The Chicago Tribune series continues.
Read my commentary on Part 1 here.
An excerpt from Part 2:
CORPUS CHRISTI, Texas -- By the time jurors sat down to decide the fate of Carlos De Luna, there was little to debate.
Though no physical evidence linked him to the fatal stabbing of gas station clerk Wanda Lopez, two eyewitnesses did. One said he observed De Luna outside the station with a knife; the other said he saw him leaving the blood-spattered scene.
Then there was the audio recording of Lopez's 911 call, which gave little clue to the killer's identity but graphically documented the attack and Lopez's frantic screams.
"I had nightmares about it for a long time," one juror, Shirley Bradley, recalled. "That tape had a shock-value effect on us. ... It was a clear-cut case."
Finally, jurors rejected De Luna's testimony that another man, Carlos Hernandez, was the real killer. The lead prosecutor scoffed at De Luna's assertion, calling Hernandez a "phantom."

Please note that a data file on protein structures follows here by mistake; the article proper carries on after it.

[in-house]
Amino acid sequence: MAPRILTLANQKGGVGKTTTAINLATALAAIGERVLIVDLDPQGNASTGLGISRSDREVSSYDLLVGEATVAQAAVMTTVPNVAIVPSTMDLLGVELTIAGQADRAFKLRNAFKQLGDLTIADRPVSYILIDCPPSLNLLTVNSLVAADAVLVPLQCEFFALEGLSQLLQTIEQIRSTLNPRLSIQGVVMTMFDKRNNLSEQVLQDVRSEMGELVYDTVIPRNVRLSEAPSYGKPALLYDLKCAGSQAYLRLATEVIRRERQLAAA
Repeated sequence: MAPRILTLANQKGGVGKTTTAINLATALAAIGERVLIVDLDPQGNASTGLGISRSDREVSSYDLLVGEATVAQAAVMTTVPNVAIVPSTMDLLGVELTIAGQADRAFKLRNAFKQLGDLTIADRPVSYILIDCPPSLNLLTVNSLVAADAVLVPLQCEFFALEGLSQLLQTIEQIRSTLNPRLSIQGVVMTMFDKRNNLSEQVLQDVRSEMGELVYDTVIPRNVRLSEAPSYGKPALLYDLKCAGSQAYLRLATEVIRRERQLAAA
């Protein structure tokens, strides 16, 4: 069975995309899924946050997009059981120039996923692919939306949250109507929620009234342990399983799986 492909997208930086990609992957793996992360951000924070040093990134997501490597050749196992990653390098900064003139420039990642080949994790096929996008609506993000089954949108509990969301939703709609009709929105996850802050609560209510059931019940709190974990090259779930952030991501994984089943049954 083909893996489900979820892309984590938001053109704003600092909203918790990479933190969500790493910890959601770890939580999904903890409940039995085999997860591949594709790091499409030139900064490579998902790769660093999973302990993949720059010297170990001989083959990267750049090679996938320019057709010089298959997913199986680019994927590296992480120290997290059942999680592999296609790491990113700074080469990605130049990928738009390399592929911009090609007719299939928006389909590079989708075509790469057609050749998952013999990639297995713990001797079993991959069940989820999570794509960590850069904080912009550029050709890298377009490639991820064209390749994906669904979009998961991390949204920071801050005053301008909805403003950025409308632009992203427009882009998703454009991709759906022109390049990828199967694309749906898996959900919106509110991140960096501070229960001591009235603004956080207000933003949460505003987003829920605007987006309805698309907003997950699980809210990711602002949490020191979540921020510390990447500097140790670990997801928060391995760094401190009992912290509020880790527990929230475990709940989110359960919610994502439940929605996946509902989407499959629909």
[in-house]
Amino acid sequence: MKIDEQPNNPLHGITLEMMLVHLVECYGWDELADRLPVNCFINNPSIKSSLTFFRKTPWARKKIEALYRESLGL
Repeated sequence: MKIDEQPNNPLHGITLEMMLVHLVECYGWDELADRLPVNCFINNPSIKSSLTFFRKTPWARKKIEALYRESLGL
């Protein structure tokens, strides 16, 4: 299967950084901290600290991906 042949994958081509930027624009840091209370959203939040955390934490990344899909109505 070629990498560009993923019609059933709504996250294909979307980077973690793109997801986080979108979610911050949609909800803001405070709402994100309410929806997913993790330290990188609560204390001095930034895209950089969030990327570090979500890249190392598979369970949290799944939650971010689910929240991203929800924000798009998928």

But the jurors who found De Luna guilty and then sentenced him to death in July 1983, five months after his arrest, didn't hear the whole truth.
Hernandez did exist. Not only was he well-known to police in this Gulf Coast city as a violent felon, but the co-prosecutor at De Luna's trial and the lead detective in the case knew Hernandez too.
Four years earlier, they confronted him when he emerged as a leading suspect in a case they handled together--the murder of another Corpus Christi woman.
Jurors heard none of that information. The prosecutor sat silently as his colleague branded Hernandez a figment of De Luna's imagination.
Yet a Tribune investigation shows that the circumstances of Lopez's murder eerily echo the details of Hernandez's lengthy rap sheet--gas station robberies, knife attacks and several assaults on women.
In 1979, he was arrested as a suspect in the slaying of a woman found strangled in her van, an "X" carved in her back, but was released for lack of evidence.
Two months after Lopez's murder on Feb. 4, 1983, Hernandez was arrested while lurking behind a convenience store. In his pocket was a knife.
And over the next six years, while De Luna waited in vain for his legal appeals to keep him from the execution chamber, Hernandez's list of crimes continued to grow.